The educational value of Nazi propaganda

Being in Berkeley right now, I think often about Mario Savio’s famous speech, now approaching its 50th anniversary. This passage, in particular, came to my mind in regard to recent events:

Well I ask you to consider — if this is a firm, and if the Board of Regents are the Board of Directors, and if President Kerr in fact is the manager, then I tell you something — the faculty are a bunch of employees and we’re the raw material! But we’re a bunch of raw materials that don’t mean to be —  have any process upon us. Don’t mean to be made into any product! Don’t mean — Don’t mean to end up being bought by some clients of the University, be they the government, be they industry, be they organized labor, be they anyone! We’re human beings!

The news report that brought this to mind was the administrative punishment of an Albany NY teacher who assigned students to write an essay based on their reading of Nazi propaganda, in the voice of an aspirant to Nazi party membership trying to convince a superior that he understands why the “Jews are evil and the source of our problems”. I turns out that some pupils found this assignment unsettling, and unsettling the raw material impairs the quality of the marketable product.

I’ve always been puzzled by the obsession of Americans, and American schools, with the Holocaust. Where I grew up, a large fraction of the population was Jewish, so it didn’t seem all that strange, but I remember thinking it strange that our recurring social studies theme “Mans inhumanity to man” was always pretty much exclusively about Nazi Germany. What about the American Indians? I wondered. That’s something we’re actually responsible for. Slavery got some discussion, but US imperialism pretty much none at all. When I was inspired, in my student days, by a Mark Twain polemic to wonder about the details of the US occupation of the Philippines, in those days before Wikipedia I searched in vain for a book, and the only one I could find was a 1920s report of a congressional committee investigating reports of atrocities, that was fairly hair-raising. The Viet Nam War had just ended when I was in junior high school, but “Man’s inhumanity to man” was presented to us as a German problem.

As my analytic capacity and my cynicism grew, I came to see the Holocaust as a convenient distraction from US crimes. The Holocaust that was an honorary American history topic, where the American role was only as the hero who ended the crime, and after the fact as refuge for some of the victims.

But purely from a pedagogical perspective, the problem with the Holocaust as a history topic for American students is that it seems so strange. Even to contemporaries, even to many contemporary Germans, Nazism seemed bizarre, but it has a certain coherence within the context of the politics (and science!) of its time. A member of the Anti-Defamation League was quoted: “You asked a child to support the notion that the Holocaust was justified, that’s my struggle. It’s an illogical leap for a student to make.” And one student told reporters, “We thought it would make more sense if we were Jews arguing against Nazis.” Yes, it is very difficult. But the only pedagogically responsible alternative is to drop the topic altogether. If you don’t compel the students to engage with the Antisemitic worldview — and that’s not going to happen if they write an essay preaching social tolerance and the evils of racism — then the effect is merely to increase everyone’s self-esteem about how enlightened they are. They would be better served by learning about atrocities whose motivating Weltanschauung they or their communities actually sympathise with.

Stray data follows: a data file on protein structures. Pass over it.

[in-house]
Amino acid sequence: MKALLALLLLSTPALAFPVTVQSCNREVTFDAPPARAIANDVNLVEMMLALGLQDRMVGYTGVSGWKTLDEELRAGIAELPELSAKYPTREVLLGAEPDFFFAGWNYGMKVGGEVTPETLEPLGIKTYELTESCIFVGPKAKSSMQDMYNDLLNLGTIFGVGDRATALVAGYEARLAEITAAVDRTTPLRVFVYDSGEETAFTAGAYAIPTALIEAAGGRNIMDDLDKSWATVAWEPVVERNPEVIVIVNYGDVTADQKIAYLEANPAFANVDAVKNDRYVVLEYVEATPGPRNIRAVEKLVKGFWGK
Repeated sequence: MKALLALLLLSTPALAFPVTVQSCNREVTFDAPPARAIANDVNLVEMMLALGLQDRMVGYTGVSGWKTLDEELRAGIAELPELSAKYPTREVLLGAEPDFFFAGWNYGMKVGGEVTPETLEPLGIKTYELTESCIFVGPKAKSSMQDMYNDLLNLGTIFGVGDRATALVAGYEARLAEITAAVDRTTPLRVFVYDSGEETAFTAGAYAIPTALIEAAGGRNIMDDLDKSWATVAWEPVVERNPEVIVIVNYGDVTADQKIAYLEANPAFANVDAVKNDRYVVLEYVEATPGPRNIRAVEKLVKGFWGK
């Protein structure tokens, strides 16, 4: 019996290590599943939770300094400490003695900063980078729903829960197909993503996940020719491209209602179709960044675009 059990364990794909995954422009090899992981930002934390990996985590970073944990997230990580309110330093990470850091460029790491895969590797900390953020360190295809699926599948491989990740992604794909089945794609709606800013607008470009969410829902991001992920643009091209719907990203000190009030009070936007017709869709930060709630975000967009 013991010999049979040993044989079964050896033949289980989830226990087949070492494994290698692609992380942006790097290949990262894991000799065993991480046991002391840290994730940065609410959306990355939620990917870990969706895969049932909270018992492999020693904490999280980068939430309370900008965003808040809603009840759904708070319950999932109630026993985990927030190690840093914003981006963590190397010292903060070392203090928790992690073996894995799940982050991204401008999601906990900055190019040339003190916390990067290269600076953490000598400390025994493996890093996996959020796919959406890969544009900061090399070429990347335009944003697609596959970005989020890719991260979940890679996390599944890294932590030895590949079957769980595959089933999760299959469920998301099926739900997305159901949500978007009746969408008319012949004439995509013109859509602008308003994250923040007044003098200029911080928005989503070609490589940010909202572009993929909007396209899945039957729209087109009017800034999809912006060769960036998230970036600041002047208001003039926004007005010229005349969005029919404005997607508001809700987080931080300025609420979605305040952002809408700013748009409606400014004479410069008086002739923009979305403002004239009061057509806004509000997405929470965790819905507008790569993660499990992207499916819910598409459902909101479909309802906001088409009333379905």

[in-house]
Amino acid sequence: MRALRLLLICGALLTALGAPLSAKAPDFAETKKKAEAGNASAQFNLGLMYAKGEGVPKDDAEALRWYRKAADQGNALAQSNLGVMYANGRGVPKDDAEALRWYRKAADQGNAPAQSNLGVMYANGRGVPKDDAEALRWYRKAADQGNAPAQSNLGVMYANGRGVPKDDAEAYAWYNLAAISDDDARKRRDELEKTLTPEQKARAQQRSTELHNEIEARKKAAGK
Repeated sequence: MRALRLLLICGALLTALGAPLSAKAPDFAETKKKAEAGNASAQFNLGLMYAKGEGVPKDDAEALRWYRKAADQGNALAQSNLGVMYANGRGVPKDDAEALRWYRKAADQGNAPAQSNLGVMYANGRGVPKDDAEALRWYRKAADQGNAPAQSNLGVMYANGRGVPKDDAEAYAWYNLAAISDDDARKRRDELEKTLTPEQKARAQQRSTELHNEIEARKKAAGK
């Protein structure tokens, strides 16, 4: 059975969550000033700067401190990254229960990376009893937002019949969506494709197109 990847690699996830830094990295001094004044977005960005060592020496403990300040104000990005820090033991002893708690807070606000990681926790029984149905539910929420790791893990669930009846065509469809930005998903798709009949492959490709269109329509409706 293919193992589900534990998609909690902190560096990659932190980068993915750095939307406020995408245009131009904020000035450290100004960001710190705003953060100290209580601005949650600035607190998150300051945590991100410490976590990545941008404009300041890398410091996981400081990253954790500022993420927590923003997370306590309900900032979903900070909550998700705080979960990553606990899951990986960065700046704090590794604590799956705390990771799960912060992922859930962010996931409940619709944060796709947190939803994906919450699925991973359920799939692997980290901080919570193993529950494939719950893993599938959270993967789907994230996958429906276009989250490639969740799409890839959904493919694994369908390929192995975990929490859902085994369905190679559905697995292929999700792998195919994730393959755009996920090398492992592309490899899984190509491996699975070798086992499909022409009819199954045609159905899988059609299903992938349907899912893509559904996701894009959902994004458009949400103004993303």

A Holocaust survivor who was speaking in a nearby school was quoted saying “I hope they walk away with seeing to it that (the Holocaust) won’t happen here, that they can’t let it happen here.” That’s not going to happen if they walk away with the impression that genocide is committed by monsters whose motivations are so obviously stupid, that they can be demolished by adolescent platitudes. They won’t recognise it when it happens here, even after the fact.

To be sure, I wouldn’t exempt the teacher from criticism. You may lament some aspects of the mindset prevailing among your students, but you have to at least start from an awareness of where they are, and the context in which they are used to being taught. That is going to frame their response to anything you do. The teacher probably should have prepared them more explicitly, explaining the educational function of being compelled to grapple with beliefs that seem completely alien. (Perhaps he did; the reporting is unclear.) Children and teens today are accustomed to a kind of pedagogic Taylorism, and had every reason to expect that they were going to get their Holocaust box ticked, not that they were going to be challenged to confront the secret chthonic pith of 20th century rationalism.

Or, as one of the students put it, she felt “horrible” about it, but “she eventually wrote the five paragraph essay because she didn’t want to hurt her grade.” I’m sure many of her counterparts in 1930s Munich would have said something similar.

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